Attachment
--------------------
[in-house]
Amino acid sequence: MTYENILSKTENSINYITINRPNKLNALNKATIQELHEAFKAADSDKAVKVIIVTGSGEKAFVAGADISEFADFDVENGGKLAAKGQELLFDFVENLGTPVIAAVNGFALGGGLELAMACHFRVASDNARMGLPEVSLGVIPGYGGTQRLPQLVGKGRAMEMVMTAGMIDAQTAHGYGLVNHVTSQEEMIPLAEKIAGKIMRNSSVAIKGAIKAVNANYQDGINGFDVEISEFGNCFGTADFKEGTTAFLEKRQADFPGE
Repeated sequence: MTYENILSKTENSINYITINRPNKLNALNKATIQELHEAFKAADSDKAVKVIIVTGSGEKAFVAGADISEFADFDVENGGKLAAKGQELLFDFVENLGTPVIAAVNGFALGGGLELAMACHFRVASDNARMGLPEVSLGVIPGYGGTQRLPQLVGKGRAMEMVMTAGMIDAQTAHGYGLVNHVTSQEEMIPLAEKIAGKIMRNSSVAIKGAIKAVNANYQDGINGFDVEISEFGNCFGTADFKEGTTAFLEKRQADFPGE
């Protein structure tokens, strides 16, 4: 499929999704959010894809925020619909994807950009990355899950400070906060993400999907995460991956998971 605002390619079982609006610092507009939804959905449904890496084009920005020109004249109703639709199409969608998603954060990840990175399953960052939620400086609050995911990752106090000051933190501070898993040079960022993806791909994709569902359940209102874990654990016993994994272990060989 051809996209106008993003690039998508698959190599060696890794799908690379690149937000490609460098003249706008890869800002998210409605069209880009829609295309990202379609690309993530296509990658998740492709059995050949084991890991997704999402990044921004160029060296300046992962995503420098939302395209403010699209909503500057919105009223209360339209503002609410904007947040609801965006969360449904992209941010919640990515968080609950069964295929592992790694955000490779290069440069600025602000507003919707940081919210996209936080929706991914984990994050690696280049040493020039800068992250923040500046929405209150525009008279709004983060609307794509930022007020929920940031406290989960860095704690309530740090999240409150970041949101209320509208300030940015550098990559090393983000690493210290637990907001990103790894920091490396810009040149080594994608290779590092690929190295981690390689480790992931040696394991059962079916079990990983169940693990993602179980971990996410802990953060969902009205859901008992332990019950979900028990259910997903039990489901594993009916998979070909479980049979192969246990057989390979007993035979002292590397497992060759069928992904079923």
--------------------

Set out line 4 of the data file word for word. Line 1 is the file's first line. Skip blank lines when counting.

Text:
């Protein structure tokens, strides 16, 4: 499929999704959010894809925020619909994807950009990355899950400070906060993400999907995460991956998971 605002390619079982609006610092507009939804959905449904890496084009920005020109004249109703639709199409969608998603954060990840990175399953960052939620400086609050995911990752106090000051933190501070898993040079960022993806791909994709569902359940209102874990654990016993994994272990060989 051809996209106008993003690039998508698959190599060696890794799908690379690149937000490609460098003249706008890869800002998210409605069209880009829609295309990202379609690309993530296509990658998740492709059995050949084991890991997704999402990044921004160029060296300046992962995503420098939302395209403010699209909503500057919105009223209360339209503002609410904007947040609801965006969360449904992209941010919640990515968080609950069964295929592992790694955000490779290069440069600025602000507003919707940081919210996209936080929706991914984990994050690696280049040493020039800068992250923040500046929405209150525009008279709004983060609307794509930022007020929920940031406290989960860095704690309530740090999240409150970041949101209320509208300030940015550098990559090393983000690493210290637990907001990103790894920091490396810009040149080594994608290779590092690929190295981690390689480790992931040696394991059962079916079990990983169940693990993602179980971990996410802990953060969902009205859901008992332990019950979900028990259910997903039990489901594993009916998979070909479980049979192969246990057989390979007993035979002292590397497992060759069928992904079923």